September 17, 2018 / 8:52 AM / 3 months ago

Erdogan says Turkey's ceasefire calls in Idlib yielded results

ISTANBUL (Reuters) - President Tayyip Erdogan said Turkey’s calls for a ceasefire in Syria’s rebel-held Idlib region were bearing fruit after days of relative calm but more work needed to be done, Hurriyet newspaper reported on Monday.

Erdogan was due to hold talks in Russia later on Monday with President Vladimir Putin, whose military support for the Syrian government has helped reverse years of rebel gains and who publicly rebuffed Turkey’s ceasefire call 10 days ago.

“The situation in Idlib has been calm for three days. It looks like we obtained a result with the efforts which were made,” the newspaper quoted Erdogan as telling reporters on a flight back from Azerbaijan at the weekend.

“But we are still not satisfied,” he said. Turkey, with 3.5 million Syrian refugees, has already borne the “political and human burden” of Syria’s seven-year-old conflict and any new refugee flow would head for Turkey, Erdogan said.

Turkey, which supports rebels opposed to Syrian President Bashar al-Assad, has been holding talks with his allies Russia and Iran over the fate of Idlib and surrounding districts which Assad has vowed to recapture.

Ankara has established a dozen military observation posts around Idlib, which it has reinforced with troops and equipment in recent weeks according to Turkish and Syrian rebel sources.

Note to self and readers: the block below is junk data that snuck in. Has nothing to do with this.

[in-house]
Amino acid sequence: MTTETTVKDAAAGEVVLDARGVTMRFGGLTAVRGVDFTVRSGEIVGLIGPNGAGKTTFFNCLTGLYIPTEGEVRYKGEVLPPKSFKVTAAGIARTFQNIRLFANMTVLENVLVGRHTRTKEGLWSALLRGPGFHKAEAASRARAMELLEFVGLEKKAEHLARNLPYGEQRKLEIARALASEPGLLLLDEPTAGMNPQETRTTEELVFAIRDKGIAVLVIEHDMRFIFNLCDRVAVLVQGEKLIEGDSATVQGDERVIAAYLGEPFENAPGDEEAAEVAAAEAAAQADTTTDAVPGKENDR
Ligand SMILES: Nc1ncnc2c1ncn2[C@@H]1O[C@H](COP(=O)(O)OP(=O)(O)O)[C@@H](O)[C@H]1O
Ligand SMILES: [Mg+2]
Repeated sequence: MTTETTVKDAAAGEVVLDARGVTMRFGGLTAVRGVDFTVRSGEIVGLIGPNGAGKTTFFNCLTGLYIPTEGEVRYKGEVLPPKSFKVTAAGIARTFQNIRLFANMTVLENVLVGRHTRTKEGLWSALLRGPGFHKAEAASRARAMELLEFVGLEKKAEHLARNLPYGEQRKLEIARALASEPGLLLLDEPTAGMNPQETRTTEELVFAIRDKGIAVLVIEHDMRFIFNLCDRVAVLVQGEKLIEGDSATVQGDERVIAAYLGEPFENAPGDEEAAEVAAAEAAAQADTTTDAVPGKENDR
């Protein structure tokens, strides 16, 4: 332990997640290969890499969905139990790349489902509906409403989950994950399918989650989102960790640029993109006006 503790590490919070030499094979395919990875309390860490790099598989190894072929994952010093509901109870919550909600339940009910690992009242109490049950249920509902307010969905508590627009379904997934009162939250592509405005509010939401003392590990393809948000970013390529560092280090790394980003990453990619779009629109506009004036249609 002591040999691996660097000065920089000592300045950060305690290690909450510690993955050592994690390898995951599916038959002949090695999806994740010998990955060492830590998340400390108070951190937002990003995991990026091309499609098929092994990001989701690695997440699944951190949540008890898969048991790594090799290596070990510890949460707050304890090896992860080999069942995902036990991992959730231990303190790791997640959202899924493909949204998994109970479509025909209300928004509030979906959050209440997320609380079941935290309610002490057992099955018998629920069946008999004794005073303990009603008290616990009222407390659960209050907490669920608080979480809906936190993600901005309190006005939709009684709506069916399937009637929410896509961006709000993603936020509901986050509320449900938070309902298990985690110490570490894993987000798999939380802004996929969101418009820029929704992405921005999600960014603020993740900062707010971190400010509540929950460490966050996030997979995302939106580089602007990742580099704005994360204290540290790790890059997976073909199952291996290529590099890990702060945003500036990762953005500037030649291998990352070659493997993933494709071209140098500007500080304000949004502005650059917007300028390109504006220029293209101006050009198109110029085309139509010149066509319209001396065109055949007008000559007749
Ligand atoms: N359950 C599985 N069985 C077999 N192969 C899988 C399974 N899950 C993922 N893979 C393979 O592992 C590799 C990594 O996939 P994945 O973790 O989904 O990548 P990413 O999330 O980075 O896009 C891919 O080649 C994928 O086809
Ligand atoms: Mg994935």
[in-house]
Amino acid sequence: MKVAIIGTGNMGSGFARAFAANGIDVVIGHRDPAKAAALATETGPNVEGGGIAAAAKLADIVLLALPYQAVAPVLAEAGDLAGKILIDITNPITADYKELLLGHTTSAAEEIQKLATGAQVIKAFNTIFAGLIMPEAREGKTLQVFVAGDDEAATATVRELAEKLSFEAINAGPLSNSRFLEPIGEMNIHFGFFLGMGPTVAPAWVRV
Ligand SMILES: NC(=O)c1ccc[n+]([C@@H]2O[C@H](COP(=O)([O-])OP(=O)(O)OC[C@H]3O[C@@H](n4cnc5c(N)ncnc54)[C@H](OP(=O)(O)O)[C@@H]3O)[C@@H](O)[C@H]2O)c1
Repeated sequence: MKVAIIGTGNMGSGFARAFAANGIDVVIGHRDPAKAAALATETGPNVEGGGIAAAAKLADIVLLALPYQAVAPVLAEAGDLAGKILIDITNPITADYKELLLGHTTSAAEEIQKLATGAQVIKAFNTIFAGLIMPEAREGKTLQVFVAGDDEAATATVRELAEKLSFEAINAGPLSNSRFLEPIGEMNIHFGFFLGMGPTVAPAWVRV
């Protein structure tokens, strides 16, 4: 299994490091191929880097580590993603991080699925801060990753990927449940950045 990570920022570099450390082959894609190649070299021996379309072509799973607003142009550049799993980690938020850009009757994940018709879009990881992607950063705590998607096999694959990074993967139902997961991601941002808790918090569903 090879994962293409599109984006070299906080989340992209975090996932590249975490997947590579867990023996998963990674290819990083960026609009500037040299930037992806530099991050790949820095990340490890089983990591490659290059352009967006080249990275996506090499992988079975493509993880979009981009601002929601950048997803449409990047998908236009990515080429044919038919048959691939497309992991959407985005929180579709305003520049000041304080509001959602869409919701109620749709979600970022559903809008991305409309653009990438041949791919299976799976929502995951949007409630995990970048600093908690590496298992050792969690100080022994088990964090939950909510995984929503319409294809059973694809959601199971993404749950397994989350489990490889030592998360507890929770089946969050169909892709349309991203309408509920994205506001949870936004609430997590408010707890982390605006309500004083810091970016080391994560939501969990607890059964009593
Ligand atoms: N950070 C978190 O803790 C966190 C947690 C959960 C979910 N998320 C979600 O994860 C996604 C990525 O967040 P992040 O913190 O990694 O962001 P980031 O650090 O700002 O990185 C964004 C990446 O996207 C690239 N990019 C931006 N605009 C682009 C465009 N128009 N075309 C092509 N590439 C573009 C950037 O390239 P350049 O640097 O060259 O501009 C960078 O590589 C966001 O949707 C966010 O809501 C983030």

“We are trying to protect the pure, clean, innocent people there with these observation posts,” Erdogan said. “But currently everybody can see the regime’s mercilessness and the terror which they are spreading there. There is a terror state.”

The Idlib region is home to around 3 million people. Parts of it are held by Turkey-backed rebels but many of the towns are controlled by jihadist fighters such as Tahrir al-Sham, which includes insurgents from the former al Qaeda branch in Syria.

Turkey has called for measures to target hardline militants in Idlib while protecting civilians and avoiding an indiscriminate assault, likely backed by Russian air power, which it says would cause a humanitarian catastrophe.

“Let’s all take steps, measures together against the terror groups among the opposition in Idlib,” Erdogan said. “But let’s not create an excuse and take a step like bombing there.”

Reporting by Daren Butler; Writing by Dominic Evans; Editing by Toby Chopra

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